The graduation prayers had been challenged by James Tanford, a law professor at the university, and Joseph Urbanksi, a student. Tanford, a Roman Catholic, objects to nondenominational public prayer because he believes they trivialize and desanctify communication with God. Urbanski, who expects to graduate in May 1999, is an atheist.

They sued in an attempt to ban prayers from the university's 1995 graduation ceremony. A federal trial judge and the 7th Circuit court ruled against them.

In the appeal acted on today, Tanford and Urbanski argued that ``prayer has rarely been found to have a secular purpose because it is so quintessentially a religious activity.''

``Such prayers should not be justified on the ground that they are voluntary, nonsectarian, traditional or merely used to solemnize a secular occasion,'' the appeal said.

Lawyers for the university urged the justices to reject the appeal. ``Under any realistic view, (Tanford and Urbanski) are not coerced to participate in a religious exercise,'' they said. ``There is no evidence, and it is not credibly to be believed, that Indiana University's `real' purpose or intent is to promote religion.'' The case is Tanford vs. Brand, 96-1894.

Reported by By Richard Carelli-Associated Press Writer
Monday, October 6, 1997; 10:31 a.m. EDT-© Copyright 1997 The Associated Press

Other School Related issues:


Hazelwood School District v. Kuhlmeier, 484 U.S. 260 (1988)--Students working on their high school newspaper prepared an issue about problems confronting teenagers. One story discussed teenage pregnancy, another story discussed the impact of divorces on teens. The pregnancy story quoted three high school students who discussed their sexual histories and related topics. The school principal read the stories before they were published. Believing the stories were inappropriate for a high school newspaper, he censored them. The student journalists took the school district to court, claiming that their First Amendment free-press rights had been denied by the school.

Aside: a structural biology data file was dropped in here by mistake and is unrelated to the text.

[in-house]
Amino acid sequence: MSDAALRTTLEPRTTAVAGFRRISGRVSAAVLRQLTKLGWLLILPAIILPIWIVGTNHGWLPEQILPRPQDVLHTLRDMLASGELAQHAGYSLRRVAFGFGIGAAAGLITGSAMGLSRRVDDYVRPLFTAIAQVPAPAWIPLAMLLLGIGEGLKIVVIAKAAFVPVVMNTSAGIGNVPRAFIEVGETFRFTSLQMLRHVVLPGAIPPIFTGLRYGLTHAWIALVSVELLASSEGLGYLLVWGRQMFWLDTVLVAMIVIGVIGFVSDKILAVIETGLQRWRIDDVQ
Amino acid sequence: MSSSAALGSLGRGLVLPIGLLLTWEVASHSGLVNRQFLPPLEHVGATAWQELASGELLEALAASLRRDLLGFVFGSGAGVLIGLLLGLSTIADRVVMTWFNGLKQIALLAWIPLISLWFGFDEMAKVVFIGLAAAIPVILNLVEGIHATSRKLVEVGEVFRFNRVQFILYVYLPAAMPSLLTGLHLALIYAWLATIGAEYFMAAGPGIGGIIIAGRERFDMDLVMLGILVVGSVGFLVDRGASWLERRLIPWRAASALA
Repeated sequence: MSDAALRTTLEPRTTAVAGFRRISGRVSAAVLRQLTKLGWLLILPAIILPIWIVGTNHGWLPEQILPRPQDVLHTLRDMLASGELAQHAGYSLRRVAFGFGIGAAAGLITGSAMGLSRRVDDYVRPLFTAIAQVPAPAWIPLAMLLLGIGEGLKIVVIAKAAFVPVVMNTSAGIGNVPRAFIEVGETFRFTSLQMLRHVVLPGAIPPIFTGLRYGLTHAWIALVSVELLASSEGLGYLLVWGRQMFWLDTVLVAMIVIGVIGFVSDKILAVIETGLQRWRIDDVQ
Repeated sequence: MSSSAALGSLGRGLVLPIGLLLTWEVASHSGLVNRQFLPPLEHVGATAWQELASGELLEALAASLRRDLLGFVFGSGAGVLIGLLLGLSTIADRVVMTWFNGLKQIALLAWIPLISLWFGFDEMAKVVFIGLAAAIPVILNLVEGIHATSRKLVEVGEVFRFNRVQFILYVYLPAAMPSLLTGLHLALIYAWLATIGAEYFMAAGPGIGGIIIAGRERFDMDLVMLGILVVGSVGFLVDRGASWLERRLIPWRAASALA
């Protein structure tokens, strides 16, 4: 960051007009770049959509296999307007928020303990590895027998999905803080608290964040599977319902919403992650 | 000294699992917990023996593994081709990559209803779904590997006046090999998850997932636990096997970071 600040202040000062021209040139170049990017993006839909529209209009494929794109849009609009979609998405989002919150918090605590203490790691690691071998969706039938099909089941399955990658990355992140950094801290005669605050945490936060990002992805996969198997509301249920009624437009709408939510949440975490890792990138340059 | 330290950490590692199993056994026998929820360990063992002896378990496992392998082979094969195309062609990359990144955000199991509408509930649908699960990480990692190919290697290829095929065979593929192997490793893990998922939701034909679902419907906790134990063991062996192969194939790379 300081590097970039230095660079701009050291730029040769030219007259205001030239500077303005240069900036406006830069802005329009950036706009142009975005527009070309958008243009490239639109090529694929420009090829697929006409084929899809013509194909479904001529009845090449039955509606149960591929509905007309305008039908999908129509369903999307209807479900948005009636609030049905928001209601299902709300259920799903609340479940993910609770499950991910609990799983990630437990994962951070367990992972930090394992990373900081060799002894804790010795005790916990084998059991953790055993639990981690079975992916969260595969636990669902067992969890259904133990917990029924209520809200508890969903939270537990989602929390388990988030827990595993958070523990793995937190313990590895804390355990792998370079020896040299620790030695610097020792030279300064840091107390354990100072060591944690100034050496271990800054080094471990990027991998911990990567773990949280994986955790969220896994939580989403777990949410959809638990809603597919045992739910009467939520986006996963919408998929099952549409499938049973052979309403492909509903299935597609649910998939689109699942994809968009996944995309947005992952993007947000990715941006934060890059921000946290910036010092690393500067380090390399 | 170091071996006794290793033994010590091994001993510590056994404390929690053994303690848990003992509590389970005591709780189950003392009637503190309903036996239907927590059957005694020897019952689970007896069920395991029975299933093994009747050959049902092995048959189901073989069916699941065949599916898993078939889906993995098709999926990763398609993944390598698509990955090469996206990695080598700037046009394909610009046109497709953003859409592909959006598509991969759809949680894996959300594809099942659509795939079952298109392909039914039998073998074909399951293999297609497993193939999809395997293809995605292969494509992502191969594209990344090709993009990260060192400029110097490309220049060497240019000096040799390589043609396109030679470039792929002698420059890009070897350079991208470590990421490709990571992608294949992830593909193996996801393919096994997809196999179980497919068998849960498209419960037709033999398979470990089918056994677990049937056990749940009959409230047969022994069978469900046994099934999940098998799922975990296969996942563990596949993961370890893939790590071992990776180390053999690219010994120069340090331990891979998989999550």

The United States Supreme Court decided that the school principal could properly censor the student newspaper. According to the Court, the principal had a "valid educational purpose" in censoring the stories on teenage pregnancy and divorce. The Court found that the school principal could reasonably believe that frank talk on matters of sexual history and childbirth was inappropriate for a publication that would be distributed to 14-year-olds. The Court also decided that the school principal was appropriately protecting his students from sensitive, controversial issues.

The Supreme Court in Hazelwood  allowed much greater discretion to school officials regarding student expression than the Court did previously. The Hazelwood  decision has been and is highly criticized as granting too much power to school officials and not adequately protecting the First Amendment freedoms of high school students. In fact, legislation (often called "Anti-Hazelwood " legislation) has been introduced in nearly 30 states to protect high school journalists. Six states (Arkansas, California, Colorado, Iowa, Massachusetts, and Nebraska) have passed such legislation. Click for a full text version.

Tinker v. Des Moines Independent Community School District, 393 U.S. 503 (1969)--Two students planned to wear black armbands to their local high school to protest U.S. involvement in the Vietnam War. School officials learned about this upcoming protest and quickly introduced a new policy that prohibited students from wearing armbands. The students knew of the school policy, but wore the armbands anyway. These students were suspended from school.

The students filed a lawsuit claiming that wearing the armbands was a form of "symbolic speech" protected by the First Amendment. The U.S. Supreme Court agreed and wrote that students do not "shed their constitutional rights to freedom of speech or expression at the schoolhouse gate." The Court ruled that as long as there is not "substantial disruption of or material interference with school activities," the students' freedom to express themselves is protected by the First Amendment. Click for a full text version.